• Or, my personal favorite, simply double-click any gray shaded band on the Gantt Chart screen.
  • Step 2: Ah, the Timescale dialog appears. You’re looking for the “Non-working time” tab – go ahead and give it a click.
  • Step 3: In this tab, you’ll find the Calendar pick list again. Remember that “US Federal Holidays” calendar I picked for the Project Calendar? Yup, choose that same one here. Oh, and here’s a neat trick: Microsoft Project will be kind enough to tag it as the Project Calendar with a little (Project Calendar) tag.
  • Step 4: You’ve come this far, so hit that trusty “OK” button in the Timescale dialog. Take a look at your Gantt Chart screen now – see those gray shaded bands? They’re beautifully showcasing holidays like a champ!

Conclusion: A Match Made in Project Heaven

And there you have it, my friend! Remember, whenever you decide to change the Project Calendar, make sure you do the same dance with the Nonworking Time Calendar. It’s all about keeping your Gantt Chart screen in sync with your project’s schedule. So go ahead, rock your projects with the right calendars and watch those gray shaded bands tell your story on the timeline. Happy project management!

If you have questions, please add them in the Comments section below. If you would like to have a formal class on using Microsoft Project, here is a link for my classes.

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Dale Howard Project MVP
Dale Howard
Microsoft Project MVP “20 Years”

About Me

Hello there Microsoft Project lovers! I’m Dale Howard and I’ve been a Microsoft Project MVP (Most Valuable Professional) for 20 years in a row and I’m currently one of only 26 Project MVPs in the entire world. Pretty exciting, right!?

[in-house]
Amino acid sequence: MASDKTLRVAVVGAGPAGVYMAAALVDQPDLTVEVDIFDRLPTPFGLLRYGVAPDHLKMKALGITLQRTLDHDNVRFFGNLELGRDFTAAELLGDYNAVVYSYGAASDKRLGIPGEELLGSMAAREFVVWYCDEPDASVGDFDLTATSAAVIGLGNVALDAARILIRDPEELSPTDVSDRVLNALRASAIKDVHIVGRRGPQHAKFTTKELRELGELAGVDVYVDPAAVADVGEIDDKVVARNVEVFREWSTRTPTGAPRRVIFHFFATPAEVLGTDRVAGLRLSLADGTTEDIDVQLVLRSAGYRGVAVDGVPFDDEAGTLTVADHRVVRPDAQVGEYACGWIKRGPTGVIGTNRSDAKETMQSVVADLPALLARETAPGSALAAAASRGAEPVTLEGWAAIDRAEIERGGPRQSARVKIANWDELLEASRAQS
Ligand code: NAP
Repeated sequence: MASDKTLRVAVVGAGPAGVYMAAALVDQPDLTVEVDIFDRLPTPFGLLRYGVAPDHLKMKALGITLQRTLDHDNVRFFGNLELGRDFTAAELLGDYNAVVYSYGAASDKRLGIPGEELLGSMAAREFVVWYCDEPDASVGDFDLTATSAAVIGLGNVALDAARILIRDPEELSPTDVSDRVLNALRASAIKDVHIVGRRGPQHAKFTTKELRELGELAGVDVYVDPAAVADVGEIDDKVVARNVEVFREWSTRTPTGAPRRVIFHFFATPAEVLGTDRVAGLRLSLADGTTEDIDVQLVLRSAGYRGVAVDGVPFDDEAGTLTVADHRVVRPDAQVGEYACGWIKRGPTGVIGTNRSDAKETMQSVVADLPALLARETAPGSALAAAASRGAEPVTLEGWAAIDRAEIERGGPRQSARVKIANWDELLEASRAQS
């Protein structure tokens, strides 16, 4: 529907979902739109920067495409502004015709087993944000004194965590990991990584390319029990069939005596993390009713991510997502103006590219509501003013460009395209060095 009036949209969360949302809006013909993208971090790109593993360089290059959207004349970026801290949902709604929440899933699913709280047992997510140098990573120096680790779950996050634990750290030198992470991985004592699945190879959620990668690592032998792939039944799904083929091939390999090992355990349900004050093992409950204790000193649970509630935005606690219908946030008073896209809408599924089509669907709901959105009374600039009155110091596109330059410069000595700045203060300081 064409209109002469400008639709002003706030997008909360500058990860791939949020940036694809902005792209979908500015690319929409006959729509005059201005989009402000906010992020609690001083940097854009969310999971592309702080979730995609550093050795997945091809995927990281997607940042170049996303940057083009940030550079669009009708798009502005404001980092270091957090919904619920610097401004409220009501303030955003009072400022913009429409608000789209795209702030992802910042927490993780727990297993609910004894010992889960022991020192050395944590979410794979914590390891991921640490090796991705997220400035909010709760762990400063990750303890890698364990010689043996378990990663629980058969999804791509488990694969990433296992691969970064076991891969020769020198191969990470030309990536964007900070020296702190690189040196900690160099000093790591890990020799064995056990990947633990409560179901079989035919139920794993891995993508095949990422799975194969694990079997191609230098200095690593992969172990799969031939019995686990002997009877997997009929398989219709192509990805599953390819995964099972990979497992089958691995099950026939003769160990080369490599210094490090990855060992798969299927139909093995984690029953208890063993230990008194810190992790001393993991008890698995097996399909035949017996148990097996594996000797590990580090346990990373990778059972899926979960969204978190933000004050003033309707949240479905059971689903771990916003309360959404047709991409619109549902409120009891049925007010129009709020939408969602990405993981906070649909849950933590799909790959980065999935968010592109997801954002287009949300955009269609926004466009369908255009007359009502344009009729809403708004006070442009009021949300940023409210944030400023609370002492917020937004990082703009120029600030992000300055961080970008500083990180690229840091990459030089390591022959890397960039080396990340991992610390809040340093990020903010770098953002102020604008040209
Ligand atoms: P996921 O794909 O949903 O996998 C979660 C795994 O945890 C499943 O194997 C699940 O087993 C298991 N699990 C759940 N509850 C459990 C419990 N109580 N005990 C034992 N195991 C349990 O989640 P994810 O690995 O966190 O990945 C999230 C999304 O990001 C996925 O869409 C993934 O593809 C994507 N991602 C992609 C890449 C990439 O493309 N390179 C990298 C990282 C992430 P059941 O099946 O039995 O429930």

If you post a question about any of Microsoft’s PPM tools on the public message boards, look to see who the moderator or person that has answered the questions and you see, it’s frequently me answering your questions. Some people like to golf, I love Microsoft Project helping the community get to understand Microsoft Project much better.

I’ve been teaching students at all levels for over 20 years and have taught thousands of users around the world. I’ve written and co-authored 23 books on Microsoft Project, Project Online, and Project Server so if you’re like me and like to read over watching a video, you can Check Out My Books on Amazon.

For the people that like to watch videos, check out my YouTube channel. If you post a question in the comments, I’ll be happy to answer questions or create a new video to answer your question.

If you’ve got a question about Microsoft Project, Project Online or Project Server, check out some of these community post areas below where I am the moderator and have been answering questions on these message boards for over 20 years.

My Students Include:

parker aerospace
us air force
sandia national laboratories
conoco phillips